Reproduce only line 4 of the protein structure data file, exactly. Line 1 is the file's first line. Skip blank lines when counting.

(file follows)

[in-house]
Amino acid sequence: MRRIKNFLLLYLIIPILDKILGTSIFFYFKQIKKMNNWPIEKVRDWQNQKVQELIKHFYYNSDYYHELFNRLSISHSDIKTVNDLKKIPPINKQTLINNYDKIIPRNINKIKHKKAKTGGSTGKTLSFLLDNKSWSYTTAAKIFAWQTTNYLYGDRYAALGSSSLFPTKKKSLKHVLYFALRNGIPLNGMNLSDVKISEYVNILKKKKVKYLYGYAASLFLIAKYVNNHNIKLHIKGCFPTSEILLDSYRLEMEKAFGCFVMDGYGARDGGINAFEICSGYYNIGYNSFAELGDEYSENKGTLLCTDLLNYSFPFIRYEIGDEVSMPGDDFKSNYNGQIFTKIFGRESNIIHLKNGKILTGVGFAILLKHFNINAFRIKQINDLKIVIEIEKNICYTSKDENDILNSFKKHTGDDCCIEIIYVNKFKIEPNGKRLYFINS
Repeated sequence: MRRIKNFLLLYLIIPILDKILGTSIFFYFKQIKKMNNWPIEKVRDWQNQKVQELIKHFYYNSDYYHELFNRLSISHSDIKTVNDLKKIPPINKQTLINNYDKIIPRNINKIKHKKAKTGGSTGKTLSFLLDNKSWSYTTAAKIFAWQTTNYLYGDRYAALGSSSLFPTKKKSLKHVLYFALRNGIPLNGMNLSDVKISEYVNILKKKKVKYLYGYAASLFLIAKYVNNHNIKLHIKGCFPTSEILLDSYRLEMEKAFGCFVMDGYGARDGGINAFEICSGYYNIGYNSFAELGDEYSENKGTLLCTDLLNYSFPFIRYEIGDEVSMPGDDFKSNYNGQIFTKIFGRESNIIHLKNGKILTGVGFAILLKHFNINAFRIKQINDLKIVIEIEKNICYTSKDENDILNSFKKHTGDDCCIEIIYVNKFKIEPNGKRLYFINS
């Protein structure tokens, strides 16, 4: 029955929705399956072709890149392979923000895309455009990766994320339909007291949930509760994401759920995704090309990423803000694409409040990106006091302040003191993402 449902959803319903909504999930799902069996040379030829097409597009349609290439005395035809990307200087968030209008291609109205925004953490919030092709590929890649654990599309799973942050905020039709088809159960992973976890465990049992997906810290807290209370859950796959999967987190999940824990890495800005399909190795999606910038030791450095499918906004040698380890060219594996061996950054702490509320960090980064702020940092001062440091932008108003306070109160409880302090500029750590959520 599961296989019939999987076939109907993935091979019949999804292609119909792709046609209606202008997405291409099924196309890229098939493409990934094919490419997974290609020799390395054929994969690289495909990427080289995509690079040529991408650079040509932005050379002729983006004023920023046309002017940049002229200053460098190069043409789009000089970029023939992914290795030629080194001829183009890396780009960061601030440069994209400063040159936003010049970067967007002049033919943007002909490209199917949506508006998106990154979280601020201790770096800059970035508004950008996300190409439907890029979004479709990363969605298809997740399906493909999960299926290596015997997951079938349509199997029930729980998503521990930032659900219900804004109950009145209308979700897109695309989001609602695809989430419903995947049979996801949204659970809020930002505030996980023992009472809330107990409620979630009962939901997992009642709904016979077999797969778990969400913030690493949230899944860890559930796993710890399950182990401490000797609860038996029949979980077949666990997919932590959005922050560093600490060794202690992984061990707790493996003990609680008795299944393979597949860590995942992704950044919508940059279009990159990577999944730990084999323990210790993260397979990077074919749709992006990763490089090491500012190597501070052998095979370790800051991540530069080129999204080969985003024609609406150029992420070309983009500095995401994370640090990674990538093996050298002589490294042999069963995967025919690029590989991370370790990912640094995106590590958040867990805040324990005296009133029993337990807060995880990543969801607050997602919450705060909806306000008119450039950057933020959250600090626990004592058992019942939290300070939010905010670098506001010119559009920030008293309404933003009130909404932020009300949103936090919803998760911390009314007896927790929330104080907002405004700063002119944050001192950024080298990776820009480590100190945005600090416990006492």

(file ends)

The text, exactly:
């Protein structure tokens, strides 16, 4: 029955929705399956072709890149392979923000895309455009990766994320339909007291949930509760994401759920995704090309990423803000694409409040990106006091302040003191993402 449902959803319903909504999930799902069996040379030829097409597009349609290439005395035809990307200087968030209008291609109205925004953490919030092709590929890649654990599309799973942050905020039709088809159960992973976890465990049992997906810290807290209370859950796959999967987190999940824990890495800005399909190795999606910038030791450095499918906004040698380890060219594996061996950054702490509320960090980064702020940092001062440091932008108003306070109160409880302090500029750590959520 599961296989019939999987076939109907993935091979019949999804292609119909792709046609209606202008997405291409099924196309890229098939493409990934094919490419997974290609020799390395054929994969690289495909990427080289995509690079040529991408650079040509932005050379002729983006004023920023046309002017940049002229200053460098190069043409789009000089970029023939992914290795030629080194001829183009890396780009960061601030440069994209400063040159936003010049970067967007002049033919943007002909490209199917949506508006998106990154979280601020201790770096800059970035508004950008996300190409439907890029979004479709990363969605298809997740399906493909999960299926290596015997997951079938349509199997029930729980998503521990930032659900219900804004109950009145209308979700897109695309989001609602695809989430419903995947049979996801949204659970809020930002505030996980023992009472809330107990409620979630009962939901997992009642709904016979077999797969778990969400913030690493949230899944860890559930796993710890399950182990401490000797609860038996029949979980077949666990997919932590959005922050560093600490060794202690992984061990707790493996003990609680008795299944393979597949860590995942992704950044919508940059279009990159990577999944730990084999323990210790993260397979990077074919749709992006990763490089090491500012190597501070052998095979370790800051991540530069080129999204080969985003024609609406150029992420070309983009500095995401994370640090990674990538093996050298002589490294042999069963995967025919690029590989991370370790990912640094995106590590958040867990805040324990005296009133029993337990807060995880990543969801607050997602919450705060909806306000008119450039950057933020959250600090626990004592058992019942939290300070939010905010670098506001010119559009920030008293309404933003009130909404932020009300949103936090919803998760911390009314007896927790929330104080907002405004700063002119944050001192950024080298990776820009480590100190945005600090416990006492």